The questions and answers below cover some of the most popular queries we've received so far. If your question isn't covered here, or you're not sure, please contact us.
Common questions answered
All written correspondence should be sent to Legal Ombudsman, PO Box 6806, Wolverhampton, WV1 9WJ. Our scanning partner was acquired by a new company who made the decision to move offices. This forced us to change our PO Box address. We have been assured by EDM, who provide our scanning service that there will be no further changes in the foreseeable future. All post sent to this address is subject to strict data security protocols.
Take a look at our leaflet Here to help (pdf opens in a new window). If you have a complaint that you think we can deal with, or want to know more, please contact us.
You can either phone us to explain what your compliant is about or complete our online complaint form, which will be sent to us automatically. The other option is to download our complaint form and fill this in by hand. Details of what to do with this information once it's filled in are shown on the form.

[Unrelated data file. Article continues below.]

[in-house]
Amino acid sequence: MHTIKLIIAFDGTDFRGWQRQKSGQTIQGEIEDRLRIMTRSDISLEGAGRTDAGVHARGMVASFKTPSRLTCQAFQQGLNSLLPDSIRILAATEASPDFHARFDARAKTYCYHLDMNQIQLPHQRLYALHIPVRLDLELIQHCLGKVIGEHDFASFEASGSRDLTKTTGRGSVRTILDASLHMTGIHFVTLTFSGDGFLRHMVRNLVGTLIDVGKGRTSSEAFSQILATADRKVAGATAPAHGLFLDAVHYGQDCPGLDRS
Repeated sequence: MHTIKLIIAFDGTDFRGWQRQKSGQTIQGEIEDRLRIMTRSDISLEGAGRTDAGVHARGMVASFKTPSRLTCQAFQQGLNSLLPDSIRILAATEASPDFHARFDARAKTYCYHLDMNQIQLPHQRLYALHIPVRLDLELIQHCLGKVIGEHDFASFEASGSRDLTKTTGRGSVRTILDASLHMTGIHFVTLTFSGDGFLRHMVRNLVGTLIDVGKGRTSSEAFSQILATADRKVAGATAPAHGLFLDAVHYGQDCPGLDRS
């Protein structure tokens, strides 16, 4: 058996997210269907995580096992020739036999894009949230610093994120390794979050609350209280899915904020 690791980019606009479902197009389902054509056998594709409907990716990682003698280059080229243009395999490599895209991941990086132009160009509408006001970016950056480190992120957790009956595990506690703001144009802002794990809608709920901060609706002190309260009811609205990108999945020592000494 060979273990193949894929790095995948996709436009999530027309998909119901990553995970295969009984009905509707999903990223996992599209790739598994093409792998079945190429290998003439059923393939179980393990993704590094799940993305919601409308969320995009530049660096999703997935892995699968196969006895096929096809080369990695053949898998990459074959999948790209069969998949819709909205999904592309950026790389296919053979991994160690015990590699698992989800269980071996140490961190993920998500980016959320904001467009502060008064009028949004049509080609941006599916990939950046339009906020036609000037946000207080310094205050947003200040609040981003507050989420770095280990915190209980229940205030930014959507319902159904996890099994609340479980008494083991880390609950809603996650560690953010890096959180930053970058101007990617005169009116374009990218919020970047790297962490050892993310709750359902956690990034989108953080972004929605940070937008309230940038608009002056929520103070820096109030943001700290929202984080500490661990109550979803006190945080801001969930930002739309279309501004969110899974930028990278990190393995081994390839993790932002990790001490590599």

Most of us contact lawyers at difficult times in our lives. So when things go wrong it can be very frustrating. Following a few simple steps at the beginning can help sort things out before they start to look too daunting.
- • First of all, contact your lawyer and tell them what's wrong. If they can't help straight away, ask for details of how to complain to them using their own complaints procedure. Every lawyer should have such a procedure in place.
- • It's always best to follow this procedure through to the end and to put your concerns in writing. Keep a copy of your notes or letters for future reference.
- • If you're not sure about what to do, contact us.
We have official powers to receive and investigate complaints about lawyers in England and Wales. This is a free service to consumers. Our job is to look at complaints in a fair and independent way – we will not take sides. We try to resolve any problems informally, by getting both sides to agree the best way forward. But we can also insist on lawyers doing the right thing to resolve things if needs be.
If we agree there has been a problem with your lawyer's service, we can ask the lawyer and law firm to put things right by: